Simple Assessment Tax Changes

Lucy Orrow Tax Accountant Essex Lambert ChapmanFrom Monday 11 September 2017, HMRC have gone live with Simple Assessments.  These were announced in 2015 when there was a step towards abolishing Self-Assessment Tax Returns.  This has in part been dealt with by the Making Tax Digital process, which obviously has now been deferred until 2019 at the earliest and backed up by this new form of tax collection, known as Simple Assessments.

Where individuals are employed and have tax collected through the PAYE system, the new dynamic coding system introduced in July and dealt with in my recent article Recent Changes to Tax Codes, will ensure their tax collection is dealt with promptly.

For more complex taxpayers such as the self-employed or those with rental income, Making Tax Digital will look after their affairs.

In the middle we have those individuals for whom the PAYE system and Making Tax Digital do not fit but still have a tax liability, so for example, individuals with dividend income or interest which may not be covered by reliefs or allowances.  These individuals could be targeted by the Simple Assessment regime.

HM Revenue & Customs will be issuing Simple Assessments to individuals from 11 September 2017, and throughout the rest of the Tax Return season. 

As yet, we do not know quite what these will look like but the expectation is that they will be somewhere between the P800 tax calculations issued in previous years to non-Self-Assessment individuals and a Self-Assessment Tax Return. 

If you have already submitted a Tax Return for 2016/2017, HMRC are not able to issue a Simple Assessment as you have complied with the filing requirements for the year.  If however, you have not yet submitted your Self-Assessment Tax Return, HM Revenue & Customs can withdraw the Notice to File which will have been issued in April 2017, and instead raise a Simple Assessment.  It is possible that there will be an overlap between you starting your Self-Assessment Tax Return and the issue of the Simple Assessment being raised.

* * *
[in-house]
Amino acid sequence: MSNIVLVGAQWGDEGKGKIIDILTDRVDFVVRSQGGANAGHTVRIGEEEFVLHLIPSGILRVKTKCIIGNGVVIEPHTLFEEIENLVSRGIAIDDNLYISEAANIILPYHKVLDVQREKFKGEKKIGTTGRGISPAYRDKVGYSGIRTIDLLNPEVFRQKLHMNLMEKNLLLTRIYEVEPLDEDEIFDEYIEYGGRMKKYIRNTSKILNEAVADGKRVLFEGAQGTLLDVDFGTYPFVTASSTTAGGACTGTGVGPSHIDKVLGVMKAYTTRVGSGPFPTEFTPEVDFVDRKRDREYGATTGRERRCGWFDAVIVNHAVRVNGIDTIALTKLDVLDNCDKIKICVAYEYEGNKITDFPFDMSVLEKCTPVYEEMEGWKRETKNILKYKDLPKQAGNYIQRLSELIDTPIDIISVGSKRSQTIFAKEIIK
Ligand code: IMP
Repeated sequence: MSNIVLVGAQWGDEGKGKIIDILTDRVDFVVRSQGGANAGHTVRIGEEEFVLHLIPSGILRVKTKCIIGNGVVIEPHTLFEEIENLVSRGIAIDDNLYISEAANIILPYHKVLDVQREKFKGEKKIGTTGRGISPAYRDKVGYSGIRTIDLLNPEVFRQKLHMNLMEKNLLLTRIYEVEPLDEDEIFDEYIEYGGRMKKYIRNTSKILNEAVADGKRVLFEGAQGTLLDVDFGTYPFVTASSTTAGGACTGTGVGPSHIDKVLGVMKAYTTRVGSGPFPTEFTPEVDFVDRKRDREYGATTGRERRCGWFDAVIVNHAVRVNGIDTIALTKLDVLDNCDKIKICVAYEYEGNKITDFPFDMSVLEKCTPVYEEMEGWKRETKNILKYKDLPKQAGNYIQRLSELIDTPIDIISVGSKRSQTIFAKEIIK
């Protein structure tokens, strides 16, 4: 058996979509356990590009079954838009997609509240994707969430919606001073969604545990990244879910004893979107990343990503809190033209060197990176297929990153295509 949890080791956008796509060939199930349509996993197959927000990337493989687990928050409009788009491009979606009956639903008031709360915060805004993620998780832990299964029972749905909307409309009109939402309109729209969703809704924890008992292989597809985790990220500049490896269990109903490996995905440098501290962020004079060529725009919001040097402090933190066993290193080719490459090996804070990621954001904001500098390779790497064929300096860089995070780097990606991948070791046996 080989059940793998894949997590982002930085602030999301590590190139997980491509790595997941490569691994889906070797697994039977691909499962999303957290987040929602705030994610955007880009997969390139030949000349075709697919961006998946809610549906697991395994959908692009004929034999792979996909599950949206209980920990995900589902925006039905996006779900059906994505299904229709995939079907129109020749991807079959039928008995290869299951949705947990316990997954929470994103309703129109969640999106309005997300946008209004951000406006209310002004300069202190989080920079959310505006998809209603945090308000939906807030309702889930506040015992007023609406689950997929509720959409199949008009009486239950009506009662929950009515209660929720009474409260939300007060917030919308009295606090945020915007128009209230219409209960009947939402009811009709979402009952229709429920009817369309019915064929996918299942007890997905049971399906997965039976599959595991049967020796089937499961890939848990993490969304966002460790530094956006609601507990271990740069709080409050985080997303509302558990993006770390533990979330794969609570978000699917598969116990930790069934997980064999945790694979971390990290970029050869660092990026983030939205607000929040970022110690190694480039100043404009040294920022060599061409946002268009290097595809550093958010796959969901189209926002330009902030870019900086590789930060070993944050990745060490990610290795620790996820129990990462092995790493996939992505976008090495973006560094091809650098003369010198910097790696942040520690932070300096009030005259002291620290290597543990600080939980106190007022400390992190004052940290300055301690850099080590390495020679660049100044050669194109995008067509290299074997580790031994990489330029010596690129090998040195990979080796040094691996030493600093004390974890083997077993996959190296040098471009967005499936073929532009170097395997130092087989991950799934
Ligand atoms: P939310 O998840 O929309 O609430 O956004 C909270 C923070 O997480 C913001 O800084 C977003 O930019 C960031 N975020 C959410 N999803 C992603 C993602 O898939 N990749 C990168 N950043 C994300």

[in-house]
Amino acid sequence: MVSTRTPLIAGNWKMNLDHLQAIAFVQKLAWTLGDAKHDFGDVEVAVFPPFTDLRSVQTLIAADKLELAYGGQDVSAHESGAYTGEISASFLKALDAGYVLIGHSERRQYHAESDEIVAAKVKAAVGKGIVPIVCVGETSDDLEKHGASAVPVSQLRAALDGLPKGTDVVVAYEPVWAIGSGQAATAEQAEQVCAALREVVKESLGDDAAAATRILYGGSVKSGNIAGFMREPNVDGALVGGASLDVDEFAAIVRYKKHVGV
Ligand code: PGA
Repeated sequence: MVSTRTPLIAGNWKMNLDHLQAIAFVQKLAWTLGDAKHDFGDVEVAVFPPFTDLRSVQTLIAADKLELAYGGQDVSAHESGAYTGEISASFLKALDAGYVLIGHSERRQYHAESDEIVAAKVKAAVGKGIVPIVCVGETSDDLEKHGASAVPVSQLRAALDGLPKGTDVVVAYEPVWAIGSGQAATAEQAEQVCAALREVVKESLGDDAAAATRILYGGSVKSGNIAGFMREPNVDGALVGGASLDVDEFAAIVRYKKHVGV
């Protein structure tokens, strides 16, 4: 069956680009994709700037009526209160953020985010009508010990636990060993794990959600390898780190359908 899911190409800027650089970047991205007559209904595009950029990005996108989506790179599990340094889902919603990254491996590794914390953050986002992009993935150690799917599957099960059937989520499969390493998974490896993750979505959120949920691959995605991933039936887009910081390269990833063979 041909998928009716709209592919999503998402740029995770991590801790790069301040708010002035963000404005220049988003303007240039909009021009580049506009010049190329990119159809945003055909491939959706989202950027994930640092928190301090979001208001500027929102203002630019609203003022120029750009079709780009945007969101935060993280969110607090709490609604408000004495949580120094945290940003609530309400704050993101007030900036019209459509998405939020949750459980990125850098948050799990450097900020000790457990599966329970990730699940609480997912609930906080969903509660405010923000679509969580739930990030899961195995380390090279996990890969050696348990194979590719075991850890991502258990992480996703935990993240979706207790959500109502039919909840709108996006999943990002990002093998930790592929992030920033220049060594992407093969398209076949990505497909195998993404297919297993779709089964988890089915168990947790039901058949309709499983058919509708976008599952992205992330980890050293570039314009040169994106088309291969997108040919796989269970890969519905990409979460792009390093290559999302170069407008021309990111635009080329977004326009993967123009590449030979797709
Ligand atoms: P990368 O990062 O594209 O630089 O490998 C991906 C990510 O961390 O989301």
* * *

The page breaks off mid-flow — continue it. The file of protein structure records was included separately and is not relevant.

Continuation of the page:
On receipt of the Simple Assessment there is a 60 day window in which queries can be raised about the figures declared but after that time, the Assessment becomes binding and the tax payable.  As with Self-Assessment, the tax liability is due by 31 January following the end of the tax year ie 31 January 2018 for 16/17.

HM Revenue & Customs have advised that interest and penalties charges will be levied if the tax is not paid on time and the expectation is that these will be in line with the existing penalty regime.

As is currently the case, individuals have an obligation to advise HM Revenue & Customs of any new sources of un-taxed income or capital gains tax which are declarable and this deadline is 5 October 2017 so it is possible that a Simple Assessment may be raised prior to this deadline and so the expectation is that your Self-Assessment Tax Return submission would supersede this.

State Pensioners

Normally, even if the state pension is an individual's only taxable income, they must complete a self assessment tax return if the total amount of pension received in a tax year is more than their tax-free personal allowance. However for 2016/17, HMRC will now send their own calculation of the tax owed for the 2016/17 tax year through a simple assessment.

HMRC had originally intended that all taxpayers who completed a tax return would receive a simple assessment calculation. However, HMRC’s testing of this process overran and so now it will only be those who began to receive their state pension after 6 April 2016 who will be sent the simple assessment.

We ask that any taxpayers in receipt of a Simple Assessment ensure that they liaise with their accountant or tax adviser so that any queries can be raised or HM Revenue & Customs advise that a Self-Assessment Return will be submitted.

Please do not just ignore the brown envelope when it is posted through your door.

If you have any queries, please contact our Tax Team or myself Lucy Orrow, for more information.

October 2017


The views expressed in this article are the personal views of the Author and other professionals may express different views. They may not be the views of Lambert Chapman LLP. The material in the article cannot and should not be considered as exhaustive. Professional advice should be sought in connection with any of the issues contained in the article and the implementation of any actions.

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